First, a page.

21. Say no to bottled water! Use your own re-usable bottle. The plastic in our environment and the chemicals from creating the plastic will wreak havoc for generations to come.

22. Talk to people. Don’t be a nag and don’t brag, but let it be known that you do certain things for the good of the environment. People love to follow the leader. Be the leader. But if it’s too late, then be the follower–this time it’s OK!

8 new additions:

23. Don’t Idle–EVER! Even ten seconds of idling in your car has been proven to use more gas (therefore, emitting more CO2) than turning it on and off again.

24. Hang your clothes to dry. The dryer is a huge energy hog. This of course may not be reasonable all of the time, but try it when you can–you’ll love the fresh smell. By the way, what is it that’s responsible for the actual drying of the clothes? That’s right the sun and the wind! If you choose to abide by this step feel free to tell your friends you have a solar and wind-powered clothes dryer!

25. Make sure your appliances sport an Energy Star label. Energy Star appliances consume 35% less energy than the average appliance.

26. Insulate your water heater. Another energy hog, an insulated water heater produces warm water more readily and can save up to 250 lbs of CO2 emissions each year. Better yet—look into a tankless or solar thermal water heater.

27. Shut off your computer. I know it’s a hassle to wait 2 minutes instead of two seconds, for your computer to turn on so you can read my blog. But it’s worth it. While you wait the extra 118 seconds, sip some organic, fair trade, shade grown coffee and think about how you are making the world a better place. I’ll still be here…

28. Carpool or take mass transit to work. It’s socially uplifting, and productive. My aunt takes the train every day in to work in Chicago (45 minutes). On the train she meets new people, finishes work, reads, and sleeps (occasionally missing her stop).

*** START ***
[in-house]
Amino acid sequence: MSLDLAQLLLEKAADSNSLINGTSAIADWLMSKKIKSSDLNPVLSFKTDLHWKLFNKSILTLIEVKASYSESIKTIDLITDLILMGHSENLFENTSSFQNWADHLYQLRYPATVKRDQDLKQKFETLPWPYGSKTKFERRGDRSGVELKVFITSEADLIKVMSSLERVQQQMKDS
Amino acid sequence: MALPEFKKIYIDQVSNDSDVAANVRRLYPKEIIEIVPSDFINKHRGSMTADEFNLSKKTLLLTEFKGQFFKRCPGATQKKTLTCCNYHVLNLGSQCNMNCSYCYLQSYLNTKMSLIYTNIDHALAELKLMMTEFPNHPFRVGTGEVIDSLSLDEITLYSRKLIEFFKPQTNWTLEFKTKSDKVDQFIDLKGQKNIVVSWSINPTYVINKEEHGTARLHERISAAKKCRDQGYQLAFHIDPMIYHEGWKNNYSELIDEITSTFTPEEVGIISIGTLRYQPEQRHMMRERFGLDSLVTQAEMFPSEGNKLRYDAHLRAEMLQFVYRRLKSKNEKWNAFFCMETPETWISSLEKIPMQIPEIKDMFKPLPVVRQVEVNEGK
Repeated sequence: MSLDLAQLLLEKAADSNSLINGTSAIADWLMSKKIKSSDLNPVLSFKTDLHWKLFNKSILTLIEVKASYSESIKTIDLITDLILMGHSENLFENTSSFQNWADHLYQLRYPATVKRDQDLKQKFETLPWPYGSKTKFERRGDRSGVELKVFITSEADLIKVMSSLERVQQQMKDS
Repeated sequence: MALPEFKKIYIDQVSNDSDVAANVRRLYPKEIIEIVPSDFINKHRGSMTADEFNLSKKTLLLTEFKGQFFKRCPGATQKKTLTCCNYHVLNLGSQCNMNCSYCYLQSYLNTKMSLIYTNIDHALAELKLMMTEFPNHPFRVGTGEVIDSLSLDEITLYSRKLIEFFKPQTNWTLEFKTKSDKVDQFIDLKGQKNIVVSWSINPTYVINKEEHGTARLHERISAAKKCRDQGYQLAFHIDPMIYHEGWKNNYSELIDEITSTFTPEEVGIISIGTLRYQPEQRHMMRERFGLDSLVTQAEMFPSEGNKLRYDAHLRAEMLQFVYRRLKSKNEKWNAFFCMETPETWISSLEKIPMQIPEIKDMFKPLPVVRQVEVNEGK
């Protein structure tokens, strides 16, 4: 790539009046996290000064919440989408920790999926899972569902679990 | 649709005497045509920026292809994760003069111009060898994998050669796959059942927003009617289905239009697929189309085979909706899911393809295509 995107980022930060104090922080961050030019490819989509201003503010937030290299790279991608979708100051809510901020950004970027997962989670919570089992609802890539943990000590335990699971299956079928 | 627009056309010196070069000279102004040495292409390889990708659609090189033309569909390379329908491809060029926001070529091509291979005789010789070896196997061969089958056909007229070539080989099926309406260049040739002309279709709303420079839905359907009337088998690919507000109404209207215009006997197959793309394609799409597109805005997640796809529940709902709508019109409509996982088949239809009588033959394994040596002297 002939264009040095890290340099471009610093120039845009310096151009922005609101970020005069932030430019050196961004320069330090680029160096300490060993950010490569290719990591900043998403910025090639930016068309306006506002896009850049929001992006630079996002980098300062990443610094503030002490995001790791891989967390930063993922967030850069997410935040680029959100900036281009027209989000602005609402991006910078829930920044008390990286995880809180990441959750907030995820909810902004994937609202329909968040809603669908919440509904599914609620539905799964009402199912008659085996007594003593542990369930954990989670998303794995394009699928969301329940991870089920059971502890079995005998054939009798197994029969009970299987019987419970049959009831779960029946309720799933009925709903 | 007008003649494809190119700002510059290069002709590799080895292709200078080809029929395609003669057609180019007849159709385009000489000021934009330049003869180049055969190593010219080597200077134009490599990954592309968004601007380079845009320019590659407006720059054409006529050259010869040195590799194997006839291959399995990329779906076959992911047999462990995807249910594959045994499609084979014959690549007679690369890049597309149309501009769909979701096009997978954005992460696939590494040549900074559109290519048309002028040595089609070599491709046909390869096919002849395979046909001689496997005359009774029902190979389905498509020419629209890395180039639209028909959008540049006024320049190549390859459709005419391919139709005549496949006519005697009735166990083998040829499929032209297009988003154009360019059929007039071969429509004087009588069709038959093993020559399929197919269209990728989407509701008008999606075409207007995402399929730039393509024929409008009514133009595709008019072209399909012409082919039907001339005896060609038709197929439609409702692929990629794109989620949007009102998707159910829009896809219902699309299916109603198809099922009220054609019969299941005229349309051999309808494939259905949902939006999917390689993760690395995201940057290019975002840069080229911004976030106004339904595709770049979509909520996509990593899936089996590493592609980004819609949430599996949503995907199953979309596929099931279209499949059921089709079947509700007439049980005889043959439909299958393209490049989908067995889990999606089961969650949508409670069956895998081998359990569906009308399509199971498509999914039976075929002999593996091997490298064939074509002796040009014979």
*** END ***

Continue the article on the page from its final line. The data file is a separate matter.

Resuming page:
29. Support renewable energy through your utility company. My utility company (Ameren) recently introduced their Pure Power plan. The plan offers their consumers the opportunity to pay a little extra to purchase renewable energy certificates from renewable energy sources equal to 100% of your utility use. I’ve been using it for one year now and the average increase on my monthly bill is $5.

30. Mow your lawn with a reel mower. It’s human powered and good for your lawn. I highly recommend one for lawns less than a half acre.

Let me (once again) end this post with a great quote from Mr. Mark Twain:

“Twenty years from now you will be more disappointed by the things that you didn’t do than by the ones you did do. So throw off the bowlines. Sail away from the safe harbor. Catch the trade winds in your sails. Explore. Dream. Discover.”

Image from Wikimedia Commons through a Public Domain agreement

 

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Written By

is an Environmental/Political cartoonist for Planetsave, Elephant Journal, Wend Magazine, Twilight Earth, Ecopolitology, EcoSnobberySucks, and more... Joe also does a kids enviro-toon called Hank D and the Bee on EcoChildsPlay and NaturalPapa. Joe lives in University City, Missouri and spends his free time with his beautiful wife, enthusiastic daughter, and curious toddler of the same name. He also enjoys writing, drawing, painting, walking, biking, skateboarding, gardening, reading, listening to music, playing sports, and watching plays (especially the plays his wife's site-specific theatre company, Onsite Theatre puts on).   Visit Joe's online cartoon gallery at JoeMohrToons.com.